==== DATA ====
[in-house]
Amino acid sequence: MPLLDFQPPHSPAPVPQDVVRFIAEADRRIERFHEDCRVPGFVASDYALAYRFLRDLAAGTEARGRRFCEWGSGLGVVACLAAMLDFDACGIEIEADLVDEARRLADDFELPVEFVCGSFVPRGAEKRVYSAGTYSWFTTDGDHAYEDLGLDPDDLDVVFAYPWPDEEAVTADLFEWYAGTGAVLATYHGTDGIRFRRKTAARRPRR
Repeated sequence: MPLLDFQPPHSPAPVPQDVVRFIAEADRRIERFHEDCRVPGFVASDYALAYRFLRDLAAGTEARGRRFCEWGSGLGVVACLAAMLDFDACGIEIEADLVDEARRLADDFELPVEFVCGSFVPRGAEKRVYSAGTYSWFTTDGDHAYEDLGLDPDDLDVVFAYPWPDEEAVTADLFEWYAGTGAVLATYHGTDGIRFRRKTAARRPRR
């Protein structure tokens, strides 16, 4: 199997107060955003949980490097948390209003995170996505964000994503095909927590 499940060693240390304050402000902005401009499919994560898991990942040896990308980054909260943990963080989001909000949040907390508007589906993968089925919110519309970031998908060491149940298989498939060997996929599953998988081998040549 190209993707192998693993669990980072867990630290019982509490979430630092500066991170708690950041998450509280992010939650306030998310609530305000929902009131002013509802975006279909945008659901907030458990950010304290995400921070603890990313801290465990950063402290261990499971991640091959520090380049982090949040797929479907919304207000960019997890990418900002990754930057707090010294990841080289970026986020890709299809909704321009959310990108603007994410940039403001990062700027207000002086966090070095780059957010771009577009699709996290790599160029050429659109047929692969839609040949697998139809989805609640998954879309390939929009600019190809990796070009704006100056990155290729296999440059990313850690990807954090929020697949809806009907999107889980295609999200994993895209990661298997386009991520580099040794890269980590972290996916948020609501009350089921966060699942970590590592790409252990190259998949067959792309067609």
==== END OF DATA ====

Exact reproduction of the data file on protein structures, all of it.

[in-house]
Amino acid sequence: MPLLDFQPPHSPAPVPQDVVRFIAEADRRIERFHEDCRVPGFVASDYALAYRFLRDLAAGTEARGRRFCEWGSGLGVVACLAAMLDFDACGIEIEADLVDEARRLADDFELPVEFVCGSFVPRGAEKRVYSAGTYSWFTTDGDHAYEDLGLDPDDLDVVFAYPWPDEEAVTADLFEWYAGTGAVLATYHGTDGIRFRRKTAARRPRR
Repeated sequence: MPLLDFQPPHSPAPVPQDVVRFIAEADRRIERFHEDCRVPGFVASDYALAYRFLRDLAAGTEARGRRFCEWGSGLGVVACLAAMLDFDACGIEIEADLVDEARRLADDFELPVEFVCGSFVPRGAEKRVYSAGTYSWFTTDGDHAYEDLGLDPDDLDVVFAYPWPDEEAVTADLFEWYAGTGAVLATYHGTDGIRFRRKTAARRPRR
């Protein structure tokens, strides 16, 4: 199997107060955003949980490097948390209003995170996505964000994503095909927590 499940060693240390304050402000902005401009499919994560898991990942040896990308980054909260943990963080989001909000949040907390508007589906993968089925919110519309970031998908060491149940298989498939060997996929599953998988081998040549 190209993707192998693993669990980072867990630290019982509490979430630092500066991170708690950041998450509280992010939650306030998310609530305000929902009131002013509802975006279909945008659901907030458990950010304290995400921070603890990313801290465990950063402290261990499971991640091959520090380049982090949040797929479907919304207000960019997890990418900002990754930057707090010294990841080289970026986020890709299809909704321009959310990108603007994410940039403001990062700027207000002086966090070095780059957010771009577009699709996290790599160029050429659109047929692969839609040949697998139809989805609640998954879309390939929009600019190809990796070009704006100056990155290729296999440059990313850690990807954090929020697949809806009907999107889980295609999200994993895209990661298997386009991520580099040794890269980590972290996916948020609501009350089921966060699942970590590592790409252990190259998949067959792309067609």